Leys are alignments of sacred sites, often converging on a holy hill, and linked to the sun or moon, e.g. aligned with sunrise at the summer solstice.  Our prehistoric ancestors recognised these lines of sight and marked them with our most ancient monuments, including standing stones and burial chambers.  Also known as spirit paths, leys can be dowsed and must be of divine or mystical significance, leading to the conclusion that the earth is a living landscape connected to heavenly bodies.  Does Father Sky fertilise Mother Earth at certain places and at special times, do the leys spread this fertility throughout the land?

Leys are obviously associated with death but also with the needs of the living, who use them to travel.  The term Ley (never say ley line!) was used by Alfred Watkins in his seminal book The Old Straight Track (1925).  Stones marked the way and were, perhaps, dedicated to Mercury and assisted merchants to reach their markets.  Mercury could be equated with Hermes, Thoth and Toutates.

Whilst leys are straight, dowsers such as Hamish Miller and Paul Broadhurst ( The Sun and the Serpent , 1989) found male and female earth currents coiling around them.  Other patterns in the landscape are terrestrial zodiacs, such as The Glastonbury Zodiac , described by Mary Caine in her book of that title in 1978.  Other notable authors to research leys include Paul Devereux, Robin Heath, John Michell and Michael Dames.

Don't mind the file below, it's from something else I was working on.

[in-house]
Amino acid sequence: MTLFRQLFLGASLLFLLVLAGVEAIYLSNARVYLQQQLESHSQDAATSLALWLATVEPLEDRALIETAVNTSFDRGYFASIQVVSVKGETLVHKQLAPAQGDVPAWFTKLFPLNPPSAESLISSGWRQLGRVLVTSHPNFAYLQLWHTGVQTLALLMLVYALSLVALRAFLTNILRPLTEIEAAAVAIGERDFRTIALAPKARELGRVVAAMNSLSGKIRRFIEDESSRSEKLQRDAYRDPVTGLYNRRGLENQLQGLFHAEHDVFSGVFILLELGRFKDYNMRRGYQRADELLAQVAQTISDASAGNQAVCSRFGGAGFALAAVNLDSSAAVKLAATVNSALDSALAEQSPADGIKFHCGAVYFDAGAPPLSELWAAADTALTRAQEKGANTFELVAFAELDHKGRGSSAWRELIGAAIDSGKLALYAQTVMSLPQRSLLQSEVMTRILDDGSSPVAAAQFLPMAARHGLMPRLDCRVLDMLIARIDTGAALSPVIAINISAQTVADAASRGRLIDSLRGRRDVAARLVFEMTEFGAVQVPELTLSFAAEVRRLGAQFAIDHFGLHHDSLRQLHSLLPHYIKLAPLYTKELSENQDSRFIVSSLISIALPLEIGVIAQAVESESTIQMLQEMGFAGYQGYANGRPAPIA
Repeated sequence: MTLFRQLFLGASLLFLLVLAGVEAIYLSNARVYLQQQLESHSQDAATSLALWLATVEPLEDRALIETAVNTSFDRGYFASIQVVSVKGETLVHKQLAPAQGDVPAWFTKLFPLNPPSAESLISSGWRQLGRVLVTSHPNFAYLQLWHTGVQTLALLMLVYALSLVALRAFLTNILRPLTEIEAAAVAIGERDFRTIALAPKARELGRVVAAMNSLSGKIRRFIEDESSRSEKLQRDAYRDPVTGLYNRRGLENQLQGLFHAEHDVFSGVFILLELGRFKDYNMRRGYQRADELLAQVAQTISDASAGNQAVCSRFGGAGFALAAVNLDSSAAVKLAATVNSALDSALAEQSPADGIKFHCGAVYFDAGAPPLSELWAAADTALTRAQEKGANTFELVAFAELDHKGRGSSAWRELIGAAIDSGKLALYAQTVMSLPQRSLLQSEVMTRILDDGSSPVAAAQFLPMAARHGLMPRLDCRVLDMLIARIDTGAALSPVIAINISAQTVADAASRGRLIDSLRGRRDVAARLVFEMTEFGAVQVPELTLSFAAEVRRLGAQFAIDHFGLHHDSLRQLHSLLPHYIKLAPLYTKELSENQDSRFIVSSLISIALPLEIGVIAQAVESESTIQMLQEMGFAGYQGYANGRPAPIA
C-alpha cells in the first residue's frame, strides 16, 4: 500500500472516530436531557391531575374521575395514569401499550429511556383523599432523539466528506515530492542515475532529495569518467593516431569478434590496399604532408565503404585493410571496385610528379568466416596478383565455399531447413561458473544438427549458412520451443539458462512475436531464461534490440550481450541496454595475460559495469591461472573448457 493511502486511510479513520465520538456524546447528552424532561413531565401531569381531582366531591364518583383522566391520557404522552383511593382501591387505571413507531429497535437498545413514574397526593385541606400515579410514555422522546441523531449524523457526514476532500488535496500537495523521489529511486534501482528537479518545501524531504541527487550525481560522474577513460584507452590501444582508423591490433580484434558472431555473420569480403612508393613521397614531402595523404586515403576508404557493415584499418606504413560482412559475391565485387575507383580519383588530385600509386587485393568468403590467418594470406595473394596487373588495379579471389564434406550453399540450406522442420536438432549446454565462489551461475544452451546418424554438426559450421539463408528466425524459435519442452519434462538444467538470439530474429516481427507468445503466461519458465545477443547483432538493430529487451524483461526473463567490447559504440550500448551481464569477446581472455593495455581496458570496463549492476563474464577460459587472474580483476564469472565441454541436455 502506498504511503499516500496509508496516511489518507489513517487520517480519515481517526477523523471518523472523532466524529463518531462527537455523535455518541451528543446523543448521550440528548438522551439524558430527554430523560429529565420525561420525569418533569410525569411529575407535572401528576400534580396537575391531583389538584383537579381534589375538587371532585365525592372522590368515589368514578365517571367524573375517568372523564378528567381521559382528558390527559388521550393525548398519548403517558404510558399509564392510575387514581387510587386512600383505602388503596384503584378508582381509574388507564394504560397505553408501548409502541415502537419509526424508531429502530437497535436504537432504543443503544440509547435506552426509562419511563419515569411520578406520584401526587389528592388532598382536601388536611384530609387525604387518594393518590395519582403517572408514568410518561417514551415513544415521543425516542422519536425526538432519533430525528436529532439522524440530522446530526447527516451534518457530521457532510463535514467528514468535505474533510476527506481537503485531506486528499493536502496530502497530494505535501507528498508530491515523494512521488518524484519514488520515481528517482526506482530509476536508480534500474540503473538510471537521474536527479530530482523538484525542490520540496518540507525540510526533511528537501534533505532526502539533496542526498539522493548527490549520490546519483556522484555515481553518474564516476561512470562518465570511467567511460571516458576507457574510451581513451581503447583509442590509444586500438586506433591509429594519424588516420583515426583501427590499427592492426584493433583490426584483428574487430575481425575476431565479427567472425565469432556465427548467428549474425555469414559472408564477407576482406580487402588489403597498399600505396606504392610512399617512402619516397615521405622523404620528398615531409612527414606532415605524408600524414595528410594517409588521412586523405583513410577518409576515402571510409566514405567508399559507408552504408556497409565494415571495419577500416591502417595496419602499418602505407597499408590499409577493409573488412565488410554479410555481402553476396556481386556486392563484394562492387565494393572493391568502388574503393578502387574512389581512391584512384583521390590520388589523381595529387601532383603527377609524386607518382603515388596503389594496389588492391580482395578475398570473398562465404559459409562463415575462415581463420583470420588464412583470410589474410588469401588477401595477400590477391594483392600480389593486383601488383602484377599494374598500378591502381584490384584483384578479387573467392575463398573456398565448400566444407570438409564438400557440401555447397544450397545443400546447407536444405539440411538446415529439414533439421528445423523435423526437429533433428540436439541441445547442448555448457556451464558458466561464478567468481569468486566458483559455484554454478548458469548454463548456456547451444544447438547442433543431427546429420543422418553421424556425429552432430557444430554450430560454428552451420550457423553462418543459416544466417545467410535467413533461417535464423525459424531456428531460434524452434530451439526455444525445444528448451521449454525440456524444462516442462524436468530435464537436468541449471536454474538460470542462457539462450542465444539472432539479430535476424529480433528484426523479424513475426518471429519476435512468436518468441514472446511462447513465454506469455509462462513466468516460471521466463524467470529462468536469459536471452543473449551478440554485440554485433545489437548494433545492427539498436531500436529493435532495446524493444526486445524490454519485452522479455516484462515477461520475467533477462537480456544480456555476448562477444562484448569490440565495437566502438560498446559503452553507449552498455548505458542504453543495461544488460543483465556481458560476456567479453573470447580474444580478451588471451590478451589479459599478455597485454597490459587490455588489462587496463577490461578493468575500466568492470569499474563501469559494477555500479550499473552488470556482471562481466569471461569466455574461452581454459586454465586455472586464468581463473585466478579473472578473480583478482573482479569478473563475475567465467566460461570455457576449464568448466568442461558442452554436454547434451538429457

Leys are an important feature of the living sacred landscape.  Knowledge of leys enables us to work better with the spirit of the land for mutual benefit.  This can include walking pilgrimages, even singing.  Dreaming at sacred sites can be rewarding.

​Modern archaeoastronomers recognise alignments which are leys by fail to acknowledge this fact, thus following in the footsteps of the editor of Antiquity who notoriously refused a paid advertisement for Alfred Watkins' book in the 1920s. Perhaps they are afraid of the spiritual side of leys.

Laurence Main.

Open the window on leys!  The Network of Ley Hunters’ Newsletter is available on annual subscription of £15 (or £30 if from abroad).  That brings you four quarterly 36 page issues and access to the Network’s activities including regular Moots.

Please send a bank note or cheque (made payable to Network of Ley Hunters) to Laurence Main, 9 Mawddwy Cottages, Minllyn, Dinas Mawddwy, Machynlleth  SY20 9LW, Wales, UK.  Telephone 01650-531354.  Please print your name and address legibly!